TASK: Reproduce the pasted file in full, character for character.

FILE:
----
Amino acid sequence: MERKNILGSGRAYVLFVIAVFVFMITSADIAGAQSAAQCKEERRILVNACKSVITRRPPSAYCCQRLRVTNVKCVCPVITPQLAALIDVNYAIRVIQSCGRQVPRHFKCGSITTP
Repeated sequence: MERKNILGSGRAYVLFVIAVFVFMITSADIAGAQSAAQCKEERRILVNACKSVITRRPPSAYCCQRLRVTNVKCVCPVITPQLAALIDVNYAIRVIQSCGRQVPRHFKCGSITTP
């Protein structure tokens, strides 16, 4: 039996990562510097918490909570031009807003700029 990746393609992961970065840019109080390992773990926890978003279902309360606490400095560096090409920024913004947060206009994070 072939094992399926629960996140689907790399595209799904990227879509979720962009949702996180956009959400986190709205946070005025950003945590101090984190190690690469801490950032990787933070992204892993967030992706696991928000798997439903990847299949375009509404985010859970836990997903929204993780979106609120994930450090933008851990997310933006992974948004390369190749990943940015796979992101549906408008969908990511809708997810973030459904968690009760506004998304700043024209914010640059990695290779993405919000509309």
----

Amino acid sequence: MERKNILGSGRAYVLFVIAVFVFMITSADIAGAQSAAQCKEERRILVNACKSVITRRPPSAYCCQRLRVTNVKCVCPVITPQLAALIDVNYAIRVIQSCGRQVPRHFKCGSITTP
Repeated sequence: MERKNILGSGRAYVLFVIAVFVFMITSADIAGAQSAAQCKEERRILVNACKSVITRRPPSAYCCQRLRVTNVKCVCPVITPQLAALIDVNYAIRVIQSCGRQVPRHFKCGSITTP
């Protein structure tokens, strides 16, 4: 039996990562510097918490909570031009807003700029 990746393609992961970065840019109080390992773990926890978003279902309360606490400095560096090409920024913004947060206009994070 072939094992399926629960996140689907790399595209799904990227879509979720962009949702996180956009959400986190709205946070005025950003945590101090984190190690690469801490950032990787933070992204892993967030992706696991928000798997439903990847299949375009509404985010859970836990997903929204993780979106609120994930450090933008851990997310933006992974948004390369190749990943940015796979992101549906408008969908990511809708997810973030459904968690009760506004998304700043024209914010640059990695290779993405919000509309």